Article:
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Companion Diagnostics Space Warms Up with Collaboration JARMOLUK/PIXABAY

Companion Diagnostics Space Warms Up with Collaboration

Bristol-Myers Squibb has teamed up with Illumina to develop companion diagnostics for oncology immunotherapies.

Companion Diagnostics is a hot market set to reach up to $6.51 billion by 2022, according to a report from Markets and Markets. The products have the potential to show how a therapy can be effective during a clinical trial and weed out patients that might not benefit from the treatment.

As a result, many pharmaceutical companies are partnering with diagnostic firms to develop these combination products. The latest collaboration is between Bristol-Myers Squibb (BMS) and Illumina. The two are joining forces to develop companion diagnostics for oncology immunotherapies.

The companies plan to develop a diagnostic version of the Illumina TruSight Oncology 500 assay to measure potentially predictive genomic biomarkers, including Tumor Mutation Burden (TMB). San Diego, CA-based Illumina’s TruSight Oncology 500 assay is being developed to detect most of the known biomarkers for oncology therapeutics, including TMB and Microsatellite Instability for immunotherapies.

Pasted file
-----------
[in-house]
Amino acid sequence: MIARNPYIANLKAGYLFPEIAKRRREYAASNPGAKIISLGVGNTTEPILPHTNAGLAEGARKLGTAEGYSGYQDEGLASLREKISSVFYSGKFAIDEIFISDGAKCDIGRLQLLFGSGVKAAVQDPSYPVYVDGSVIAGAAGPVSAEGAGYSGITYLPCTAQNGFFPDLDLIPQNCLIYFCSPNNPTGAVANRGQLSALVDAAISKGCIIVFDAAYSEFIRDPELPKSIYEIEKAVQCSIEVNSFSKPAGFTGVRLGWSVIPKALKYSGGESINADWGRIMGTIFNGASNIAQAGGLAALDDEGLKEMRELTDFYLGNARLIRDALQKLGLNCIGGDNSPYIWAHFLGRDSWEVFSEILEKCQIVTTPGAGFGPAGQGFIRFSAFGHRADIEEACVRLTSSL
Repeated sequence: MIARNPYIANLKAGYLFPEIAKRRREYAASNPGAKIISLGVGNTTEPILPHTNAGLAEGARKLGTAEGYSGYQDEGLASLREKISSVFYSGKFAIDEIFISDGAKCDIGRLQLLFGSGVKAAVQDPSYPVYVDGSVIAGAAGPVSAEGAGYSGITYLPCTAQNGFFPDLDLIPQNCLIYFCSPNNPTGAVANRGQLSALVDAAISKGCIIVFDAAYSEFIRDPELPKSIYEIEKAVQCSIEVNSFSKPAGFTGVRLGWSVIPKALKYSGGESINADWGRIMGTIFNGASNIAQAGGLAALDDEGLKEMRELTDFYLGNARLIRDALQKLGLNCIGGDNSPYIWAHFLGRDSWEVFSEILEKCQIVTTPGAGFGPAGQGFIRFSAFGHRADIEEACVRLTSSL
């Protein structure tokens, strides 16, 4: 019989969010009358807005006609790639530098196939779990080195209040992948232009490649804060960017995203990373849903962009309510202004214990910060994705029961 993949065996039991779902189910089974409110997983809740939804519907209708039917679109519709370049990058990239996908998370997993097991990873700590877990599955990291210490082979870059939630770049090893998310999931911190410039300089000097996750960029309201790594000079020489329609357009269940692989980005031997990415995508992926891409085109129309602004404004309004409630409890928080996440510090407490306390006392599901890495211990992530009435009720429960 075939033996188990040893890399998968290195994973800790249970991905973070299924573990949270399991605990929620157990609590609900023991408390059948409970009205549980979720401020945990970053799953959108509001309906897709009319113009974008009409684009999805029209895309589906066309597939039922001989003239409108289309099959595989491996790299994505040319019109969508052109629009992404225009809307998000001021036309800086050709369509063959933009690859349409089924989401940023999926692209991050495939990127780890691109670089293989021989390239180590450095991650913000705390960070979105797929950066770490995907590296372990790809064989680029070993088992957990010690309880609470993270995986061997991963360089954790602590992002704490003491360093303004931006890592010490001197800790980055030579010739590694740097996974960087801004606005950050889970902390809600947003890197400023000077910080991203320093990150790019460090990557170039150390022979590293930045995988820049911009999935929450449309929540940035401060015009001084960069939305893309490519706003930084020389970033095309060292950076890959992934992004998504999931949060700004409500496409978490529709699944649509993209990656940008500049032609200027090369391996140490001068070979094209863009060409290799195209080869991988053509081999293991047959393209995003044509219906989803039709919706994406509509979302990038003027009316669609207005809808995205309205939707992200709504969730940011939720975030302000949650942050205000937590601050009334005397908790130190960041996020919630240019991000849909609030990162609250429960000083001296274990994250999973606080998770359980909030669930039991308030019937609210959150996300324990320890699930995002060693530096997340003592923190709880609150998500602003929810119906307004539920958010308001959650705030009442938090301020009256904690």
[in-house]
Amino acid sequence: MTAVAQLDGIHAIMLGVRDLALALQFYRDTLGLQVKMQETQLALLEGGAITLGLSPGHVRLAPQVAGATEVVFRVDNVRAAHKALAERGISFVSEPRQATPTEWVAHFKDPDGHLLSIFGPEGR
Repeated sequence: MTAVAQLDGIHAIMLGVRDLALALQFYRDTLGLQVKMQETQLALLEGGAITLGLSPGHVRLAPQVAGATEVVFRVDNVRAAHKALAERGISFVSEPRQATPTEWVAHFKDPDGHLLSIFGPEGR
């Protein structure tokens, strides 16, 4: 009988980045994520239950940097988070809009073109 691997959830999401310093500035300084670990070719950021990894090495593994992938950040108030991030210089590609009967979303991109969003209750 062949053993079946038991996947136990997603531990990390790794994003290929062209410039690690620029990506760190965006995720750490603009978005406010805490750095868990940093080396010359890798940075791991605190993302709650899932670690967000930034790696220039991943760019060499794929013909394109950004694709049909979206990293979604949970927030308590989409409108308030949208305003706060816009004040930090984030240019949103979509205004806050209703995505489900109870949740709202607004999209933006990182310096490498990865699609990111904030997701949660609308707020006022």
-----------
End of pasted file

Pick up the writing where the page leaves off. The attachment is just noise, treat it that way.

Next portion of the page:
“The identification of biomarkers for targeted therapies is emerging as a key part of a cancer patient’s journey, from treatment selection through response monitoring and allows physicians to follow the evolution of a patient’s tumor over time,” Garret Hampton, PhD, executive vice president of clinical genomics at Illumina, said in a release. “Next-generation sequencing assays, such as a companion diagnostic (CDx) version of TruSight Oncology 500, are ideally suited to the comprehensive interrogation of a patient’s cancer. With BMS’ leading position in immunotherapy development, we see tremendous promise in this partnership to co-develop next-generation sequencing-based diagnostics that can identify effective therapeutic combinations and provide global access to these targeted drugs.”

New York, NY-based BMS’ clinical development program includes 24 clinical-stage molecules designed to target different immune system pathways across more than 50 types of cancers, and through its translational capabilities, has identified a number of potentially predictive biomarkers, including PD-L1, TMB, MSI-H/dMMR and LAG-3.

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